Finland’s only Asian film festival Helsinki Cine Aasia proudly presensts the best of contemporary East and Southeast Asian films between 3-6 March, including films rarely shown elsewhere in Finland. The opening film of this year’s festival, Johnnie To’s musical Office is kinetic, dazzling and thrilling – in other words exactly what you would expect from the master of Hong Kong action films.
This year’s programme at Helsinki Cine Aasia includes more South Korean films than before. Shim Sung-bo’s directoral debute Haemoo is timely in a sombre way. Based on true events, it tells the story of illegal migrants who meet their fate on the way from China to Korea. The lighter and brighter side of contemporary Korean film scene is represented in Mun Je-yong’s Shoot Me in the Heart, a song of praise to youth, friendship and slight craziness. Hong Sang-soon’s drama Right Now, Wrong Then tells the same story twice using slightly different camera angles and dialogue, and thereby casts the entire a-man-meets-a-woman story in to a different light.
Asian female directors are also prominently featured in this year’s programme. Korean July Jung’s first full-lenght film A Girl at My Door deals with domestic violence and patriarchy. Strong female leads hold the story together. The Actor, a take on a love story by one of the best contemporary Japanese female directors Satoko Yokohama turns out a dark comedy whereas Pimpaka Towira’s road movie The Island Funeral leads the audience on a journey to the magical other world that co-exists alongside the political turmoil of today’s Thailand.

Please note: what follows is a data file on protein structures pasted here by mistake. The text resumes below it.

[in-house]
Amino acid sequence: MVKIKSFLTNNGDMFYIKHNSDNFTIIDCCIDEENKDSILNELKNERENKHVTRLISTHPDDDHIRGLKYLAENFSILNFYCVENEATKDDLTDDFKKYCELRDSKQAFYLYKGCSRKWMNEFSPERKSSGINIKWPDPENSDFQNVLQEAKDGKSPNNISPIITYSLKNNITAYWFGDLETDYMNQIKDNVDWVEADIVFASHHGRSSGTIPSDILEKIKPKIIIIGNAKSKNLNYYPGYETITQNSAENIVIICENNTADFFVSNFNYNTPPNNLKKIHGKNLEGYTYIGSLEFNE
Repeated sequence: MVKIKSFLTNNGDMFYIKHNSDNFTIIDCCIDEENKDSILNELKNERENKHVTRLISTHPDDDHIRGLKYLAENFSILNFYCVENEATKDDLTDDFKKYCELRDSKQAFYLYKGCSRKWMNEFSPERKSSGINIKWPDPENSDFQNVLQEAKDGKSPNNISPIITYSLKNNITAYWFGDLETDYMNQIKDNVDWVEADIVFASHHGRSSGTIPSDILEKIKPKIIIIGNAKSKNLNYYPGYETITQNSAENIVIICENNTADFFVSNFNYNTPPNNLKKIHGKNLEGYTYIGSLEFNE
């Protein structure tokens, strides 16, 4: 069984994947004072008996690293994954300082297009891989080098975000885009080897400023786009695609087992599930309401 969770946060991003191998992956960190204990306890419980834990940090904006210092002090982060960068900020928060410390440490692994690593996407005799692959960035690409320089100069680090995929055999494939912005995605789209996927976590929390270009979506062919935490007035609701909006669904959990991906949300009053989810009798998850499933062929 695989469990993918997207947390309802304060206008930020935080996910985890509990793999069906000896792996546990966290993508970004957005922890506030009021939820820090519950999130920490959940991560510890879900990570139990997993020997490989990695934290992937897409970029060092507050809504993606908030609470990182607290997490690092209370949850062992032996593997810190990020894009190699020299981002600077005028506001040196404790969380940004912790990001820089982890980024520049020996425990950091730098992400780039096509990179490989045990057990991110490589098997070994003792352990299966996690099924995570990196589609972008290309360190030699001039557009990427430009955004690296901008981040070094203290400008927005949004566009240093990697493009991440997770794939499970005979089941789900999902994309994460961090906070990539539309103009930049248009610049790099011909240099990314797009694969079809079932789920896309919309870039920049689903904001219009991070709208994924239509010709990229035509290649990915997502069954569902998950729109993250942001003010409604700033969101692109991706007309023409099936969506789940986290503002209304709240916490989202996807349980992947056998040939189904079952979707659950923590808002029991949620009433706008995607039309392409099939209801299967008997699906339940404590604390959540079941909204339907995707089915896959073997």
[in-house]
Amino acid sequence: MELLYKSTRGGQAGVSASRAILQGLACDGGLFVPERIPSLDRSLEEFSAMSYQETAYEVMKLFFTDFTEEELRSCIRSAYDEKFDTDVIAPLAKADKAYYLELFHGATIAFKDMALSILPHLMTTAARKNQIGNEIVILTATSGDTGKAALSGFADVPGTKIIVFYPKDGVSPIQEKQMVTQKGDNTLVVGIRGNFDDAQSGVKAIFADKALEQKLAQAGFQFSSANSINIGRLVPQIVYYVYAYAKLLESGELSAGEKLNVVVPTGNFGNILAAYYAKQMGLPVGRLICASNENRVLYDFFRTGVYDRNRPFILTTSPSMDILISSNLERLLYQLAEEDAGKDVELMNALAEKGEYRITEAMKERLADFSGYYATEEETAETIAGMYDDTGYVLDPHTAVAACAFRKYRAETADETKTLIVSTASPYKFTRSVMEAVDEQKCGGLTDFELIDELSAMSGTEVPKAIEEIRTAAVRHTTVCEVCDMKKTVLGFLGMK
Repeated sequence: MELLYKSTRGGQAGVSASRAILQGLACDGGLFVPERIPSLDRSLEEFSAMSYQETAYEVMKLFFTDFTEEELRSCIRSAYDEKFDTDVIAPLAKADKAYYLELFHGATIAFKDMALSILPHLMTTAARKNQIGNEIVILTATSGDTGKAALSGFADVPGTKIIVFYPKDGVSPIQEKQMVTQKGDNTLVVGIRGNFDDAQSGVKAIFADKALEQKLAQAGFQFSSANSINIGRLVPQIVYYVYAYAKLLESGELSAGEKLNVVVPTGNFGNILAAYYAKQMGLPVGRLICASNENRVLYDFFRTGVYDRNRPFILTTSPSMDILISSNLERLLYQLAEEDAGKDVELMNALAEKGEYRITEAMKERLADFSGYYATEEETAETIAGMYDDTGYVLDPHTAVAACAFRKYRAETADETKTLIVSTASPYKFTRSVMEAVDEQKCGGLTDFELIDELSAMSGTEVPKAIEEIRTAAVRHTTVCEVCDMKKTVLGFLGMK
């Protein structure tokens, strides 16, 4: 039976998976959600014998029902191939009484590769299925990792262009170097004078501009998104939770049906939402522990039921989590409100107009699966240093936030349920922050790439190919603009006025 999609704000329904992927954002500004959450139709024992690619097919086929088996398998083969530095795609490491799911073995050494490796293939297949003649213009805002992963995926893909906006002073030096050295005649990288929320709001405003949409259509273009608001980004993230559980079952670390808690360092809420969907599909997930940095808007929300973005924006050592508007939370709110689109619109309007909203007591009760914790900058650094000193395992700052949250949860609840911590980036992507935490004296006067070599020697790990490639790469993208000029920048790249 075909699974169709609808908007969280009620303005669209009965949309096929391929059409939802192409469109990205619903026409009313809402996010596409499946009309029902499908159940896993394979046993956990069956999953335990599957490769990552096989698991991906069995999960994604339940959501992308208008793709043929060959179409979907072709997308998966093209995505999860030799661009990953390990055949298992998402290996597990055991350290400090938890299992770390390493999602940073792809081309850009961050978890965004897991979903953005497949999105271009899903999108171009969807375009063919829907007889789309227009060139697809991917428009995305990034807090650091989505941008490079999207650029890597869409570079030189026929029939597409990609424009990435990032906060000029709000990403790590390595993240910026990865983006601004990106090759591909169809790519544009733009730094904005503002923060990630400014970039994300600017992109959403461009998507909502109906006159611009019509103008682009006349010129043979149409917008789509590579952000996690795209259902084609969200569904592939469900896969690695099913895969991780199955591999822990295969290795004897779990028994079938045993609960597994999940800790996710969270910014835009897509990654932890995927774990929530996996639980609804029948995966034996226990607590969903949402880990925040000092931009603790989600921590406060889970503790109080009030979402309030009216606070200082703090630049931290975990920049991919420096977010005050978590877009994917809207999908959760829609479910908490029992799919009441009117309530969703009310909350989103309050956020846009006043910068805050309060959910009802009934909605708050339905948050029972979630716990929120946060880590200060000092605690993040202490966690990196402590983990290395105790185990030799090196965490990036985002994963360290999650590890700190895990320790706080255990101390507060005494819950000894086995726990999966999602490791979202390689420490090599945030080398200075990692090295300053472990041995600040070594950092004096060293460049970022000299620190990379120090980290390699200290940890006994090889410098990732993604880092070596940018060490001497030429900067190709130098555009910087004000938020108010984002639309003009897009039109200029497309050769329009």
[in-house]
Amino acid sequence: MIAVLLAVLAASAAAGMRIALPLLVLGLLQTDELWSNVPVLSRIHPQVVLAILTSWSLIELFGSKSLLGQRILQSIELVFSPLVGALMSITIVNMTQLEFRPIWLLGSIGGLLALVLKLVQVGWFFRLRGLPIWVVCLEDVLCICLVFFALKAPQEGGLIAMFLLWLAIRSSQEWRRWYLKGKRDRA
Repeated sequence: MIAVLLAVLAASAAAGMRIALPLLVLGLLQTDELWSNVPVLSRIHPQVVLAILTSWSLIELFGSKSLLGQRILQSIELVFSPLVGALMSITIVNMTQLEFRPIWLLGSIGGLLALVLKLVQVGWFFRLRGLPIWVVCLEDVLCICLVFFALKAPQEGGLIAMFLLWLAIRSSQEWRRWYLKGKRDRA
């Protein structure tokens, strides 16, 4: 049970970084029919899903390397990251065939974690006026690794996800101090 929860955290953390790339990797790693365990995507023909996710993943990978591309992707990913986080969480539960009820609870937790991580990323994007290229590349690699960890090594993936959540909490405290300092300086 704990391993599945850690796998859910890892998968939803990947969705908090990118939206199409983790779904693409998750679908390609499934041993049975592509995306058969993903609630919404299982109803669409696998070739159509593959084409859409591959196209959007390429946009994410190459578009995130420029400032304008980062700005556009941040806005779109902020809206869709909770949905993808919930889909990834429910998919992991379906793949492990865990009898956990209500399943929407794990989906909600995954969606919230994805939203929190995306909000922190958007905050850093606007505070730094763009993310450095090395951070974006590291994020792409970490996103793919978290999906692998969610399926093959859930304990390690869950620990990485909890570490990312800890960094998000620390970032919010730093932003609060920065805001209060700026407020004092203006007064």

Remton Zuasola from the Philippines has challenged the conventional camera work since his directoral debut and his one-shot feature film SWAP is guaranteed to hold the audience in its grip. For his fictional debut How to Win at Checkers (Every Time), Josh Kim draws from his earlier documentary on Thai transgender scene; questions about identity are also in focus in Pema Tseden’s artistic and ironic, black-and-white Tharlo.
Japanese films have been the box office hits at the festival year on year. This year the programme includes not less than six films from Japan. Ryosuke Hashiguchi’s Three Stories of Love has been voted the best film of the year in Japan. Kiyoshi Kurosawa’s ghost story for the adults Journey to the Shore and cult director Shunji Iwai’s first animation, the delicate The Case of Hana and Alice, are likely to go down a treat among fans of Japanese genre-films. Shuichi Okita, festival’s favourite, returns this year with a comedy Ecotherapy Getaway Holiday. THE COCKPIT documents the birth of a rap song.
Possibly the most famous of the sixth generation of Chinese film-makers Jia Zhangke is the subject matter in another documentary seen at the festival, Walter Salles’s Jia Zhangke, A Guy from Fenyang. Jia Zhangke’s latest film, Mountains May Depart, will also be shown.
To read more about the programme, click through here.